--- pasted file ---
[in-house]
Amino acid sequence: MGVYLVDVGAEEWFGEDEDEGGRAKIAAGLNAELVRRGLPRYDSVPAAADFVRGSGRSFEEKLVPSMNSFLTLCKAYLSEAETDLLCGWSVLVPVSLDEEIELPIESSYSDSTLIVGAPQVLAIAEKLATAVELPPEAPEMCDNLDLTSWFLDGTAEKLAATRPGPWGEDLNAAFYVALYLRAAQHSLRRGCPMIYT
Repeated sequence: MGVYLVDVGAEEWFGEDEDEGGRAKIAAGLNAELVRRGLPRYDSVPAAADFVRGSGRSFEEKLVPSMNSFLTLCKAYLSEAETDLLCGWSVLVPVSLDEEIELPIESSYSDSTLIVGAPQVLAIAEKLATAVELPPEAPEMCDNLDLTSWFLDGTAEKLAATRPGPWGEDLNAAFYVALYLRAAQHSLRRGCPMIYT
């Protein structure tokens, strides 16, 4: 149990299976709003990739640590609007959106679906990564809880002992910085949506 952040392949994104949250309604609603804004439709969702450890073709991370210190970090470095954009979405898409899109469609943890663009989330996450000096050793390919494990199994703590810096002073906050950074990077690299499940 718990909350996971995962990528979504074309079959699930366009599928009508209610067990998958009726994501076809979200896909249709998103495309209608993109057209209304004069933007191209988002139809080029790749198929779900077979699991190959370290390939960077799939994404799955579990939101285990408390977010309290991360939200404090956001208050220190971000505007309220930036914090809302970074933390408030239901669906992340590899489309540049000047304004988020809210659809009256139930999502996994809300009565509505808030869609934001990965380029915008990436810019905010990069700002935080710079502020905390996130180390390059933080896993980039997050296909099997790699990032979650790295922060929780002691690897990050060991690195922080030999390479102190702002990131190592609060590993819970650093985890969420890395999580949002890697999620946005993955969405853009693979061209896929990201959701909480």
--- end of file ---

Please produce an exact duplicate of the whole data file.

[in-house]
Amino acid sequence: MGVYLVDVGAEEWFGEDEDEGGRAKIAAGLNAELVRRGLPRYDSVPAAADFVRGSGRSFEEKLVPSMNSFLTLCKAYLSEAETDLLCGWSVLVPVSLDEEIELPIESSYSDSTLIVGAPQVLAIAEKLATAVELPPEAPEMCDNLDLTSWFLDGTAEKLAATRPGPWGEDLNAAFYVALYLRAAQHSLRRGCPMIYT
Repeated sequence: MGVYLVDVGAEEWFGEDEDEGGRAKIAAGLNAELVRRGLPRYDSVPAAADFVRGSGRSFEEKLVPSMNSFLTLCKAYLSEAETDLLCGWSVLVPVSLDEEIELPIESSYSDSTLIVGAPQVLAIAEKLATAVELPPEAPEMCDNLDLTSWFLDGTAEKLAATRPGPWGEDLNAAFYVALYLRAAQHSLRRGCPMIYT
């Protein structure tokens, strides 16, 4: 149990299976709003990739640590609007959106679906990564809880002992910085949506 952040392949994104949250309604609603804004439709969702450890073709991370210190970090470095954009979405898409899109469609943890663009989330996450000096050793390919494990199994703590810096002073906050950074990077690299499940 718990909350996971995962990528979504074309079959699930366009599928009508209610067990998958009726994501076809979200896909249709998103495309209608993109057209209304004069933007191209988002139809080029790749198929779900077979699991190959370290390939960077799939994404799955579990939101285990408390977010309290991360939200404090956001208050220190971000505007309220930036914090809302970074933390408030239901669906992340590899489309540049000047304004988020809210659809009256139930999502996994809300009565509505808030869609934001990965380029915008990436810019905010990069700002935080710079502020905390996130180390390059933080896993980039997050296909099997790699990032979650790295922060929780002691690897990050060991690195922080030999390479102190702002990131190592609060590993819970650093985890969420890395999580949002890697999620946005993955969405853009693979061209896929990201959701909480």